Margaret Beaufort

Mother of Henry VII of England

1441 – 1509 A.D.

Margaret was the only daughter and heiress of John Beaufort, Duke of Somerset (grandson to John of Gaunt, Duke of Lancaster), by Margaret Beauchamp, his wife. She was born at Bletshoe in Bedfordshire in 1441. While very young she was married to Edmund Tudor, Earl of Richmond, by whom she had a son named Henry, who was afterwards king of England, by the title of Henry VII.

On November 3, 1456, the Earl of Richmond died, leaving Margaret a very young widow, and his son and heir, Henry, not above fifteen weeks old. Her second husband was Sir Henry Stafford, knight, second son of the Duke of Buckingham, by whom she had no issue. Soon after the death of Sir Henry Stafford, which happened about 1482, she married Tomas, Lord Stanley, afterwards Earl of Derby, who died in 1504. After spending a life in successive acts of beneficence, she paid the great debt of nature on June 29, 1509, in the first year of the reign of her grandson, Henry VIII. She was buried in Westminster Abbey, where a monument was erected to her memory. It is of black marble, with her effigy in gilt copper; and the head is encircled with a coronet.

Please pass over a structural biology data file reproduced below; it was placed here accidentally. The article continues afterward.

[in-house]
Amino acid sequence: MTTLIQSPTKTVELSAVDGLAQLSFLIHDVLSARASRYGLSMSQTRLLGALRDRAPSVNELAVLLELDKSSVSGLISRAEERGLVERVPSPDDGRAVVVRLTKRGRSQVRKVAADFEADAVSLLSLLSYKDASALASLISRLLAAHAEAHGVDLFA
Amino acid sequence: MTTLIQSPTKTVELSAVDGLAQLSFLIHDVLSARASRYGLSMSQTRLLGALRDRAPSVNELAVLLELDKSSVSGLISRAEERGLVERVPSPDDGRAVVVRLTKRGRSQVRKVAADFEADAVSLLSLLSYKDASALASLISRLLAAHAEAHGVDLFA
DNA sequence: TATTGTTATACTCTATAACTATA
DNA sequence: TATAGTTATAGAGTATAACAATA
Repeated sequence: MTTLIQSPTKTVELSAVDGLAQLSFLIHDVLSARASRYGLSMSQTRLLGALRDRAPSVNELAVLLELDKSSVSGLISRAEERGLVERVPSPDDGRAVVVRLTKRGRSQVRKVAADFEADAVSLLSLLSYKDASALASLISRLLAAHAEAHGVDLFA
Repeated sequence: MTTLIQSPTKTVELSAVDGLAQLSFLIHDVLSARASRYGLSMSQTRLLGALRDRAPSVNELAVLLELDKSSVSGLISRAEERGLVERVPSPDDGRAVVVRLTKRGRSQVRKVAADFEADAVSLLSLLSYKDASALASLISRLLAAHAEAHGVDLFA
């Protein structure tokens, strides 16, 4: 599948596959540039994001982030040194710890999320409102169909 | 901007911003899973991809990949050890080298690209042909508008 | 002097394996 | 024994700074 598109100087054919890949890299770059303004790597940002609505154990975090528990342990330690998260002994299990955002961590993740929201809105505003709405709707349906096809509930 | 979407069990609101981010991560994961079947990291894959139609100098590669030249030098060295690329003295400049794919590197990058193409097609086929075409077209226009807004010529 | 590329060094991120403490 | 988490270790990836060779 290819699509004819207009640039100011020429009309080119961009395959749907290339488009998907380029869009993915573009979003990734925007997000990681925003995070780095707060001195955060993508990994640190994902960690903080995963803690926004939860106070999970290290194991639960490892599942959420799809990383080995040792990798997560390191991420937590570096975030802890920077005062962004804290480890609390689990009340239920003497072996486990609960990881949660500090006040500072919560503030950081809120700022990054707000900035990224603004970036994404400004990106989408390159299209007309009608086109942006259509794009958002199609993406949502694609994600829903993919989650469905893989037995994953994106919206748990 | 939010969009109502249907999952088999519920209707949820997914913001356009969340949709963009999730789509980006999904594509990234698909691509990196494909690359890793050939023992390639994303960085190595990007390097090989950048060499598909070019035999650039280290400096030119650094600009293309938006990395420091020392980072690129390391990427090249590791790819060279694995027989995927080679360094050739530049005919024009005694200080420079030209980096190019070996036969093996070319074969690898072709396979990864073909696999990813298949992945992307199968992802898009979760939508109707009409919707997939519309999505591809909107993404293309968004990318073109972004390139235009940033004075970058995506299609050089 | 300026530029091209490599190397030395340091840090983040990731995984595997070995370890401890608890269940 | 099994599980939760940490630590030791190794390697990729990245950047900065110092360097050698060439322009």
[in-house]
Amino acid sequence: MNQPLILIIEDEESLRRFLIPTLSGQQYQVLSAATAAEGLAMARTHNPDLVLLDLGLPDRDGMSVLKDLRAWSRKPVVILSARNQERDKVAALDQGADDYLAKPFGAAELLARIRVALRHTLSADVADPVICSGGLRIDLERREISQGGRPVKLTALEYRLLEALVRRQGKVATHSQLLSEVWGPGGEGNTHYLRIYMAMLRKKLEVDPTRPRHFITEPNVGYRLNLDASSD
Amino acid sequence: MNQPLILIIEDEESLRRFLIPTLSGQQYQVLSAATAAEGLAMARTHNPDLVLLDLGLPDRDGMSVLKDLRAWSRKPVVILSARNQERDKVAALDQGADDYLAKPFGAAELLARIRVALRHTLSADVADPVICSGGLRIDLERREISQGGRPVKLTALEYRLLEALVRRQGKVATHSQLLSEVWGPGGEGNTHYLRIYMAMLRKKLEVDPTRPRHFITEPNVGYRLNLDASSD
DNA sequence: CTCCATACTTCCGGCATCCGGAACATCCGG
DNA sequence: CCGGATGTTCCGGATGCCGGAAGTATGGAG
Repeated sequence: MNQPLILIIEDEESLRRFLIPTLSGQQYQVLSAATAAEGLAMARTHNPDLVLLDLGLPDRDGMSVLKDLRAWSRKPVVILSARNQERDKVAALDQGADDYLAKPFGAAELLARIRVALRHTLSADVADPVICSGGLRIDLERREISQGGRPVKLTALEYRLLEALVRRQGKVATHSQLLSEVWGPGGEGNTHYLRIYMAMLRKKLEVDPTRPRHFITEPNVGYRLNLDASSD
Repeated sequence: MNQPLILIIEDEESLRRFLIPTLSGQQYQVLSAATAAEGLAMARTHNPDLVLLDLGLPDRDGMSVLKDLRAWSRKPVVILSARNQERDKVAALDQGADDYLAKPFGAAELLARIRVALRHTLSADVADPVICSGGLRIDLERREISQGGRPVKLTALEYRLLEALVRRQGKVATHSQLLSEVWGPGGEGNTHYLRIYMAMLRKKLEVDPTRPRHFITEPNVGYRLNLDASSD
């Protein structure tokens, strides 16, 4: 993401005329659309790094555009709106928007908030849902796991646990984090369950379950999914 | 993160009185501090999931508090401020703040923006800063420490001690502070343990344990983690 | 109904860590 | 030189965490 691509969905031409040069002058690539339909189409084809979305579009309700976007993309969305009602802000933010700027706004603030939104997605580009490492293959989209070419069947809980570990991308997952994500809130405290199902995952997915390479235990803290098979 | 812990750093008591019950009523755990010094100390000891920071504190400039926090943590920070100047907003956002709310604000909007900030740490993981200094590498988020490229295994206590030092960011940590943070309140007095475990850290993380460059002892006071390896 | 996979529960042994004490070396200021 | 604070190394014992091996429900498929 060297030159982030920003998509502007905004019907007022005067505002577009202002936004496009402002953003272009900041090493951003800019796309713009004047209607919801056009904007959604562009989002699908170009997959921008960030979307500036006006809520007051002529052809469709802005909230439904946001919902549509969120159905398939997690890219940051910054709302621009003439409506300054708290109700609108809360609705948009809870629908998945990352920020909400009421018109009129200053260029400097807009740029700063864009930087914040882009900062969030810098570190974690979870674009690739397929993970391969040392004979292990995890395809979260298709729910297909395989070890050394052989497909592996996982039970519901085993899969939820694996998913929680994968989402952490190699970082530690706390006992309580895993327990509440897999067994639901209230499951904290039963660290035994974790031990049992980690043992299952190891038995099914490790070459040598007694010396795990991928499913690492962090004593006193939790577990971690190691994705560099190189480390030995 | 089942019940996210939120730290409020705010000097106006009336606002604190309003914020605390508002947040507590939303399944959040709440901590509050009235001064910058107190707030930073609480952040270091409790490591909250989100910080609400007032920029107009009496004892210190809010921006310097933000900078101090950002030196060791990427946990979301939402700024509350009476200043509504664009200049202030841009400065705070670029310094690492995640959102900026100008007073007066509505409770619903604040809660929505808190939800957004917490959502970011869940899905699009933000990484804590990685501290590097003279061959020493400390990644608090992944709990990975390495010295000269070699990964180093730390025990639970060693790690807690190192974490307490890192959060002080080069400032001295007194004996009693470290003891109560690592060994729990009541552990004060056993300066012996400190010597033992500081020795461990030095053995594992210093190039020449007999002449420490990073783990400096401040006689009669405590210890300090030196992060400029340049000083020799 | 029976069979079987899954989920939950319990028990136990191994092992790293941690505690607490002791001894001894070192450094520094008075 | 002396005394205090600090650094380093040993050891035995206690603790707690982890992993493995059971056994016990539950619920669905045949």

Margaret was celebrated for her devotion and charity, though slightly tinged with asceticism. She rose at five in the morning, and from that hour until dinner, which in those days was at ten, spent her time in prayer and meditation. In her house she kept constantly twelve poor persons, whom she provided with food and clothing; and although the mother of a king, such was her active benevolence that she was often seen dressing the wounds of the lowest mendicants, and relieving them by her skill in medicine. She also evinced her respect for learning, both by her own works, and by the munificent endowments for its encouragement. She was a mother to the students of both universities, and a patroness to all learned men of England. Two public lectures in divinity were instituted by her, one at Oxford and another at Cambridge; but those generous efforts were surpassed by her last and noblest foundations, the colleges of Christ and St. John in the latter university.


Reference: Woman: Her Position, Influence, and Achievement Throughout the Civilized World published by the King-Richardson Co. in 1903.